Take the Pledge: Study Says Virginity Pledges Work
Programs like “True Love Waits” – in which teens pledge to abstain from sex until marriage – have long been touted by pro-family groups as effective countermeasures to sexually transmitted diseases (STDs) and teen pregnancy. But critics have long argued that there is little scientific evidence that such programs work.
A major study released in the newest issue of the American Journal of Sociology found that teens who took an abstinence pledge were 34 percent less likely to engage in premarital sex, and were far older when they finally did begin to have intercourse.
Among black females, for example, the median age of sexual debut for those who took the virginity pledge was 18.6, compared with 16.3 for those who did not take the pledge.
The median ages were 19.9 and 16.7, respectively, for non-black females. “Pledging” males showed similar delays in the onset of sex.
“The delay effect (for intercourse) is substantial and almost impossible to erase,” wrote researchers Peter Bearman, of Columbia University, and Hannah Bruckner, of Yale University, in their report. “Taking a pledge delays intercourse for a long time. The pledge effect is not a selection effect. It is real and it is substantial.”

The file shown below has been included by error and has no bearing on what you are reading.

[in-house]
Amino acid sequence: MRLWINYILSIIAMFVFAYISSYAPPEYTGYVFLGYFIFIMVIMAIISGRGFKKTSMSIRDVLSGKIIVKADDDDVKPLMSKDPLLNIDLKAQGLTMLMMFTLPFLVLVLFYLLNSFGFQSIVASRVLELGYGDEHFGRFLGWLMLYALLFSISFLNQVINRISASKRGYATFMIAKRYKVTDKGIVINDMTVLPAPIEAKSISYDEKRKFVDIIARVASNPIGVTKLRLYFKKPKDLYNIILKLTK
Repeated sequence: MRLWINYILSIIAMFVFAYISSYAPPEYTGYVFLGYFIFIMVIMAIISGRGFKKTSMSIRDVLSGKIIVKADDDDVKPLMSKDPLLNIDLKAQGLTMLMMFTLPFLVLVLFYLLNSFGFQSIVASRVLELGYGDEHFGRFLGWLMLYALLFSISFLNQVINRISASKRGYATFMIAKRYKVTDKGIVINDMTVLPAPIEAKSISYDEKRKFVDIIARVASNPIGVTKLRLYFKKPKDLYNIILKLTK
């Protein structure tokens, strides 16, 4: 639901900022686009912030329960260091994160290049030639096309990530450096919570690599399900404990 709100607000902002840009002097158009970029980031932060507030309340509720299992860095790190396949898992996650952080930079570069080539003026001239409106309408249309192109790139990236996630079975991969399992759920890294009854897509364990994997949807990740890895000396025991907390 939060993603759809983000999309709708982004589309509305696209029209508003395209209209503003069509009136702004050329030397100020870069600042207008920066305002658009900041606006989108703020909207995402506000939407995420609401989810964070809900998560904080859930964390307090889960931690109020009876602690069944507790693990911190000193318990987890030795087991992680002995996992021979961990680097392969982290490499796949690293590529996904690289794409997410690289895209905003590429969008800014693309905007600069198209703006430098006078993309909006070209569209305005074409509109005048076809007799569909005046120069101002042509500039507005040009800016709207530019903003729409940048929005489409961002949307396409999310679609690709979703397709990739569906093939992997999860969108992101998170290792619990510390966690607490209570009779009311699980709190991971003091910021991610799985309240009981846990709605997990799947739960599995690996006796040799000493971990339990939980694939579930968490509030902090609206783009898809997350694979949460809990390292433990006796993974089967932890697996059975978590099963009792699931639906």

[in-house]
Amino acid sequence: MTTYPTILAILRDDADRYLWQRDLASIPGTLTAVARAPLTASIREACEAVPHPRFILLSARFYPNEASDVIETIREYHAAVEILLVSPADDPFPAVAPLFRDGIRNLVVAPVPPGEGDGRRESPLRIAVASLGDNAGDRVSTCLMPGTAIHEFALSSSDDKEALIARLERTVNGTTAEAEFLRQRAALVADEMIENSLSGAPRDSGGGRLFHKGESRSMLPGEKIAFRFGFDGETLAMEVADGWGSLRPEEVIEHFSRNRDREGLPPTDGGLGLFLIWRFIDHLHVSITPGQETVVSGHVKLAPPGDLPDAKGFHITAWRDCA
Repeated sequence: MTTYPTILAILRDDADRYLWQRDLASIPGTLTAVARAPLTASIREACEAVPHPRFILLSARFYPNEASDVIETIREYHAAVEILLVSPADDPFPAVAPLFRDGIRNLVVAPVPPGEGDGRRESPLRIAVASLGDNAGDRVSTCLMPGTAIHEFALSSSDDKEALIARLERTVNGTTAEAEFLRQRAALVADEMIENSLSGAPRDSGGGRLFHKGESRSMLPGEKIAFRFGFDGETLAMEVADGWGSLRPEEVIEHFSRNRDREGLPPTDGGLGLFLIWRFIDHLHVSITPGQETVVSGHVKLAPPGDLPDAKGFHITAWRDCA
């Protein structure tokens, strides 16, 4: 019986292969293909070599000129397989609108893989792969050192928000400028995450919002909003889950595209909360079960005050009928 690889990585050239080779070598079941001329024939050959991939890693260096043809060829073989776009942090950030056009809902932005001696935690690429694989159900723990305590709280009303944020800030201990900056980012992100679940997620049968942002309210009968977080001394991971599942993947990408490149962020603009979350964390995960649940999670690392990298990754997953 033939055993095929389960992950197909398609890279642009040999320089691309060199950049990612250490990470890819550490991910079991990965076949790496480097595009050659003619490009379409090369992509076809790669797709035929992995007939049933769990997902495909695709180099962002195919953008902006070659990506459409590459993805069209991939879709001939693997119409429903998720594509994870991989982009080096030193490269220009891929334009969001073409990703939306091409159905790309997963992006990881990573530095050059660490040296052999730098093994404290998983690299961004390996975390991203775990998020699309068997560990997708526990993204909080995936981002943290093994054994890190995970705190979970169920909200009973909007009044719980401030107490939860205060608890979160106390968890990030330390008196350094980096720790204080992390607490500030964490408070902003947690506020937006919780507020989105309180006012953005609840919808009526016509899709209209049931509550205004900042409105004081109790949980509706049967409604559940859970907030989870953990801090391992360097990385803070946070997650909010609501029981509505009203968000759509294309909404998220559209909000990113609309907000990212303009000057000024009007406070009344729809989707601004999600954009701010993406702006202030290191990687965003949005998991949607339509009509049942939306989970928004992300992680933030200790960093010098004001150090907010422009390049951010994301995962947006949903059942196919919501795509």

Pro-family groups are pleased with the validation the study provides.
“What this study shows is that, contrary to what we hear on the news and see on TV, teenagers are not all predestined to have sex and get sexually involved early,” said Peter Brandt, director of issues response for Focus on the Family.
Dr. John Diggs, of The Physicians Consortium, a coalition of state physicians groups, went a step further, adding that teens who took the pledge were at less risk for pregnancy and sexually transmitted disease (STD).
“The odds that a teen will contract an STD or have a baby is highly correlated with sexual experiences starting at an early age,” said Diggs, whose group produced a companion report to the Bearman/Bruckner study.
He clarified that virginity pledges are not “some sort of magic cure-all,” but added that “what the pledge represents is that people take the time to make a personal commitment to work towards restricting their sexual activity.”
Roughly two million teens are estimated to have made abstinence pledges nationwide.
January 8, 2005
January 8, 2006